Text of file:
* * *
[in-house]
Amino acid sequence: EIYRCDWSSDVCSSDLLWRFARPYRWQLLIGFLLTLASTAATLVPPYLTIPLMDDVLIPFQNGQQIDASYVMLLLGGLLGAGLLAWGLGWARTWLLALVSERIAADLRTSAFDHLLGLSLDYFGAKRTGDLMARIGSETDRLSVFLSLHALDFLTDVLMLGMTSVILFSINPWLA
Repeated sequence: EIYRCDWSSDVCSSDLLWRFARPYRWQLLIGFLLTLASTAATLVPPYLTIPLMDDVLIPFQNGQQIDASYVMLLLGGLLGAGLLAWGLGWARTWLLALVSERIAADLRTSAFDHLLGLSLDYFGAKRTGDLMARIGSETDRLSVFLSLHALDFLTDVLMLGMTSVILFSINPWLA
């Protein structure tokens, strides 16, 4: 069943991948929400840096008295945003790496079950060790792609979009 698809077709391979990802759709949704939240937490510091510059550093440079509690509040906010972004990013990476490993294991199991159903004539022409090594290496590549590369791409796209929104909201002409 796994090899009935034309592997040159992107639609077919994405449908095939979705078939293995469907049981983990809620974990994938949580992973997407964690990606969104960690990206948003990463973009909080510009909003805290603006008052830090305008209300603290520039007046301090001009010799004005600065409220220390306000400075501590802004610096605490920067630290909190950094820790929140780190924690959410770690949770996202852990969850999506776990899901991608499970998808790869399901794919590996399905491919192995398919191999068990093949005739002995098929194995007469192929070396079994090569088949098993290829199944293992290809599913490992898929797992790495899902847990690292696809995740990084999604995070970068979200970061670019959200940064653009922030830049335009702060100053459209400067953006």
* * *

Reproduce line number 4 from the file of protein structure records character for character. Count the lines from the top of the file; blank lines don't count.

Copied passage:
């Protein structure tokens, strides 16, 4: 069943991948929400840096008295945003790496079950060790792609979009 698809077709391979990802759709949704939240937490510091510059550093440079509690509040906010972004990013990476490993294991199991159903004539022409090594290496590549590369791409796209929104909201002409 796994090899009935034309592997040159992107639609077919994405449908095939979705078939293995469907049981983990809620974990994938949580992973997407964690990606969104960690990206948003990463973009909080510009909003805290603006008052830090305008209300603290520039007046301090001009010799004005600065409220220390306000400075501590802004610096605490920067630290909190950094820790929140780190924690959410770690949770996202852990969850999506776990899901991608499970998808790869399901794919590996399905491919192995398919191999068990093949005739002995098929194995007469192929070396079994090569088949098993290829199944293992290809599913490992898929797992790495899902847990690292696809995740990084999604995070970068979200970061670019959200940064653009922030830049335009702060100053459209400067953006």